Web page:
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nibal
Challenger

Optimization Guide: GCN Channel Conflicts

p 44:

"In this example:


for (ptr=base; ptr<max; ptr += 16KB)
     R0 = *ptr ;


where the lower bits are all the same, the memory requests all access the same
bank on the same channel and are processed serially.
This is a low-performance pattern to be avoided. When the stride is a power of
2 (and larger than the channel interleave), the loop above only accesses one
channel of memory."

Agreed with the reasoning, disagree with conclusion and scenario. I think that this is what exactly

we want in a kernel. The code in the loop should run serially for any given kernel (aside from

compiler optimizations, that may parallelize instructions), so that parallel kernels have the chance

with a base offset to use different channels. To that effect, unit strides, mentioned elsewhere in the same

page, would be the worst possible scenario.

Also to my understanding only memory writes can be conflicted. No reason for memory reads to be.

Am I missing smt?

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sandyandr
Adept I

Re: Optimization Guide: GCN Channel Conflicts

They talk not about different kernels, but the same kernel, which is split "vertically" into different work-items, which run there simultaneously. Loop goes serially for each work-item and nothing can change this behaviour (you can only say to compiler: "make several iterations look as the same part was written several times"). Anyway, it will run them serially an try to finish the loop at the same time for all work-items (if the number of iterations is the same for each work-item). So, as each work-item does the same job for different data - at each moment, this data shouldn't go to/from the same bank/channel - in order to avoid conflicts. As I remember, reading conflicts will not occur only under certain conditions for read-only memory (images, constants, etc.), so, you'd better try to avoid them as well.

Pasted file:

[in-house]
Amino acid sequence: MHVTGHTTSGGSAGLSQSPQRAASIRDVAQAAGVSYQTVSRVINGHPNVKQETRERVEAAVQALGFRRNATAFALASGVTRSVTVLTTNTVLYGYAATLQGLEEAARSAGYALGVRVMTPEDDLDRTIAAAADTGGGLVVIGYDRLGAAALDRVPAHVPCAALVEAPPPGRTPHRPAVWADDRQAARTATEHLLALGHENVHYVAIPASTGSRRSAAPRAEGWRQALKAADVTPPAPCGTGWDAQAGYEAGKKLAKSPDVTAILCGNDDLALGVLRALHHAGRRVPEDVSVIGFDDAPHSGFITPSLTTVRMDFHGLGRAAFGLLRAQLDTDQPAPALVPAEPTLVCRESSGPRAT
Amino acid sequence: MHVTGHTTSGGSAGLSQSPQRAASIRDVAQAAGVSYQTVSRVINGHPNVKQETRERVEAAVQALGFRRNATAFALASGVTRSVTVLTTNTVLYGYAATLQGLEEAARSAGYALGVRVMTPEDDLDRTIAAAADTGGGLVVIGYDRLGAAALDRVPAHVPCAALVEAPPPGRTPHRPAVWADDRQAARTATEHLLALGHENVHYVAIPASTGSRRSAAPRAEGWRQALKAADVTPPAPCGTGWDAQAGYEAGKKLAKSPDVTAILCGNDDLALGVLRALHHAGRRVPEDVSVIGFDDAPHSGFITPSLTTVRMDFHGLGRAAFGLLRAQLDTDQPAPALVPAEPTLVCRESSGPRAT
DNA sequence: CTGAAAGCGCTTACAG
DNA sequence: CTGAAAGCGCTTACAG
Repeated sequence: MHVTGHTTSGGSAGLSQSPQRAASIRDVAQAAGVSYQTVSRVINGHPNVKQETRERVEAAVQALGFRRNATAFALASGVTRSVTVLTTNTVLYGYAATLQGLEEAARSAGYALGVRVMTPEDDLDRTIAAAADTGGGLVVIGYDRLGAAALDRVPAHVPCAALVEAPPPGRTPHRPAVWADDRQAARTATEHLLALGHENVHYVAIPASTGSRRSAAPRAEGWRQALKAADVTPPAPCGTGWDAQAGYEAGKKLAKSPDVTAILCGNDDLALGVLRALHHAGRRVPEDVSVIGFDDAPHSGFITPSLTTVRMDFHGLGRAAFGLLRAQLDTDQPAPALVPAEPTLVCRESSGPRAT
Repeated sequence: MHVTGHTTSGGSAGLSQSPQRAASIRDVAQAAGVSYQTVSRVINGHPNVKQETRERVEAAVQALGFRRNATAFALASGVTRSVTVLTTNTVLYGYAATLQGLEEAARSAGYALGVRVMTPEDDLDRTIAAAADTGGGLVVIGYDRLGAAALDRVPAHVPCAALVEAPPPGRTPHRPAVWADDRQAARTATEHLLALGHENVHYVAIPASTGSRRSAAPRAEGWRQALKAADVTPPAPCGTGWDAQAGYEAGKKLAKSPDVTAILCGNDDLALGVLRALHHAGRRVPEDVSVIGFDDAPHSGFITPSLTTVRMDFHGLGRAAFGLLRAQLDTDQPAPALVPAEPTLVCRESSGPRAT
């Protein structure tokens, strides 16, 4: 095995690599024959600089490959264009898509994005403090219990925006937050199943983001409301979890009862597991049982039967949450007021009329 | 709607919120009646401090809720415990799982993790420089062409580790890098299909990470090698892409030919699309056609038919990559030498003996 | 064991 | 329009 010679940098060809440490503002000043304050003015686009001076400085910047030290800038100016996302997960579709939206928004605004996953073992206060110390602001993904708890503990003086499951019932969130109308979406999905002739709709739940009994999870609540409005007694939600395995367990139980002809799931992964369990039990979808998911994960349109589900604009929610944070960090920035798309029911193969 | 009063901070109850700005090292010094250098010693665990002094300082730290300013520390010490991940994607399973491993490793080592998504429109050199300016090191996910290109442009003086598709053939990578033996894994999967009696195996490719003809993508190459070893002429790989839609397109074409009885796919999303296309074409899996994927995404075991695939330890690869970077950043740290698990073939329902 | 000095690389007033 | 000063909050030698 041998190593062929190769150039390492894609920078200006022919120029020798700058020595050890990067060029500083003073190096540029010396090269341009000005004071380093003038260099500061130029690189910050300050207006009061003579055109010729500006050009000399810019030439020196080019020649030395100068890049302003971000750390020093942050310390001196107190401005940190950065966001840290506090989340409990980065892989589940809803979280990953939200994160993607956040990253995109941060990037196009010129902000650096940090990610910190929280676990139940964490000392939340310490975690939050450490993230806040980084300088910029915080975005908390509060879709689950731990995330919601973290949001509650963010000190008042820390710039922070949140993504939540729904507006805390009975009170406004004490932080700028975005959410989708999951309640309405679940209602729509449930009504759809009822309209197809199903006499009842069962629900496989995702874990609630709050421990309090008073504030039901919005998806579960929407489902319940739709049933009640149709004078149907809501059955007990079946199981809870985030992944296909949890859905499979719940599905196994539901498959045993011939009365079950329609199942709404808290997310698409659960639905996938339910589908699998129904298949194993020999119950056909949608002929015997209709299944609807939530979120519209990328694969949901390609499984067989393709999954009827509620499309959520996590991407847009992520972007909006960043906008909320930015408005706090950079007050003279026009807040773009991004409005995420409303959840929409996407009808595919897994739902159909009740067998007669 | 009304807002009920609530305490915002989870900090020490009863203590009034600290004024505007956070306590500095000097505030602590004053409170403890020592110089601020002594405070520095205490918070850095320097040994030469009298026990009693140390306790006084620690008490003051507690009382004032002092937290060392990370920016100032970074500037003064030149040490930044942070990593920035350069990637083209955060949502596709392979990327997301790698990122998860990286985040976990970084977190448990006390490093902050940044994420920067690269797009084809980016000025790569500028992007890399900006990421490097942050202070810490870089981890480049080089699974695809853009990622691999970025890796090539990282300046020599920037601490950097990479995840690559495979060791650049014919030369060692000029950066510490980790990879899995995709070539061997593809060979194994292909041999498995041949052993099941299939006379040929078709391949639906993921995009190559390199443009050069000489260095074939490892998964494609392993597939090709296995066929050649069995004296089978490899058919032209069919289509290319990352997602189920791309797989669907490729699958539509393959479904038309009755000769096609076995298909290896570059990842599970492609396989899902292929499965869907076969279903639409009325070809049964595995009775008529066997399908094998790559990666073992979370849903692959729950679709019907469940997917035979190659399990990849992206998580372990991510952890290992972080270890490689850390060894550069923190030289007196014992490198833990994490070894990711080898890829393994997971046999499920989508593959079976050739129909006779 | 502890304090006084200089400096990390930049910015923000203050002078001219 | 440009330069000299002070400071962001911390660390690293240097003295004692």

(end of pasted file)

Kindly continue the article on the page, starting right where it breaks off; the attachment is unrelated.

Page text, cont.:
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nibal
Challenger

Re: Optimization Guide: GCN Channel Conflicts

Thanks for your fast reply,

I really understand that the work items in a synchronized wavefront are all parallel kernels executing the same instruction step on different data. Let's consider 2 of those work items:

char *ptr;

A)

for (ptr = base, ptr < max; ptr += 16384) // 16384 = 2^14

      R0 = *ptr;

B)

for (ptr = base + 512; ptr < max; ptr += 16384) // 512 = 2^9

     R0 = *ptr;

Bits 8..10 (256 - 1024) are used for different channels.

Case (A) will run always from channel A, since bits 8..10 are the same during the whole iteration.

Case (B) will run always from channel B, since bits 8..10 are the same during the whole iteration.

However, channel B # channel A, since base offset (512) changes bit 9.

I don't see any conflict.

For the same token, if stride is 1 instead of 16384, after 256 iterations case (A) will change channel and could conflict.

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sandyandr
Adept I

Re: Optimization Guide: GCN Channel Conflicts

For the same token, if stride is 1 instead of 16384, after 256 iterations case (A) will change channel and could conflict.

case (B) will change bit 8 at the same time. Bit 9 should still be opposite to (A).

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nibal
Challenger

Re: Optimization Guide: GCN Channel Conflicts

> case (B) will change bit 8 at the same time. Bit 9 should still be opposite to (A).